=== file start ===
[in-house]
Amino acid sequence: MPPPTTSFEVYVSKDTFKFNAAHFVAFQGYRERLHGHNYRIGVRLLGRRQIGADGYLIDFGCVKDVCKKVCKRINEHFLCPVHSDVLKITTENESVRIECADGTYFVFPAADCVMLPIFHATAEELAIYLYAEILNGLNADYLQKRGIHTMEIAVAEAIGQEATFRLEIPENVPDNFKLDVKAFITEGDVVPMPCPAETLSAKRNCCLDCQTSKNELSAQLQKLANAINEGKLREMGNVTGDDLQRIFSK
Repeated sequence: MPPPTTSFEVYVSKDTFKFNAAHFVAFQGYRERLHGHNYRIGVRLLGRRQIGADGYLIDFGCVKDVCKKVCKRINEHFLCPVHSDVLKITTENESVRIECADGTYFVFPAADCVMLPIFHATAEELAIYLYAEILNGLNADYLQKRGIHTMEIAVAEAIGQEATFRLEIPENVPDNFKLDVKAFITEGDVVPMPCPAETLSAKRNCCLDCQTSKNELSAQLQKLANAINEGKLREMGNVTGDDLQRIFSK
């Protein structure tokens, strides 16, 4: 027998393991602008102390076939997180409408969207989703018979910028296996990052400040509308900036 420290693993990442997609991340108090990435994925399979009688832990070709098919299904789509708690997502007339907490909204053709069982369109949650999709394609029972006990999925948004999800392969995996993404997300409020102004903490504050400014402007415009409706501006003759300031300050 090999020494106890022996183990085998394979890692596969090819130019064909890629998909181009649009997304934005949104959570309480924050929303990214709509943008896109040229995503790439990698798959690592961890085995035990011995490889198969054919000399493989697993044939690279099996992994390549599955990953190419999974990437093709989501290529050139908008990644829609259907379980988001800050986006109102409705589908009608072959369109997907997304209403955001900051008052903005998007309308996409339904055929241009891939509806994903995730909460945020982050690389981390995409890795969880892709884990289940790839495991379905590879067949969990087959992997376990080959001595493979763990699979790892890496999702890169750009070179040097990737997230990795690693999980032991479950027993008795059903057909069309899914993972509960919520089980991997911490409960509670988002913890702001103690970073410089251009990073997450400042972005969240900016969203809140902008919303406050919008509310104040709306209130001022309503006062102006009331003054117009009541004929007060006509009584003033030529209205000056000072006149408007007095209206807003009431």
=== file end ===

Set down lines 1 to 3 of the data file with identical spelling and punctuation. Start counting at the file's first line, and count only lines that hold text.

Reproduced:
[in-house]
Amino acid sequence: MPPPTTSFEVYVSKDTFKFNAAHFVAFQGYRERLHGHNYRIGVRLLGRRQIGADGYLIDFGCVKDVCKKVCKRINEHFLCPVHSDVLKITTENESVRIECADGTYFVFPAADCVMLPIFHATAEELAIYLYAEILNGLNADYLQKRGIHTMEIAVAEAIGQEATFRLEIPENVPDNFKLDVKAFITEGDVVPMPCPAETLSAKRNCCLDCQTSKNELSAQLQKLANAINEGKLREMGNVTGDDLQRIFSK
Repeated sequence: MPPPTTSFEVYVSKDTFKFNAAHFVAFQGYRERLHGHNYRIGVRLLGRRQIGADGYLIDFGCVKDVCKKVCKRINEHFLCPVHSDVLKITTENESVRIECADGTYFVFPAADCVMLPIFHATAEELAIYLYAEILNGLNADYLQKRGIHTMEIAVAEAIGQEATFRLEIPENVPDNFKLDVKAFITEGDVVPMPCPAETLSAKRNCCLDCQTSKNELSAQLQKLANAINEGKLREMGNVTGDDLQRIFSK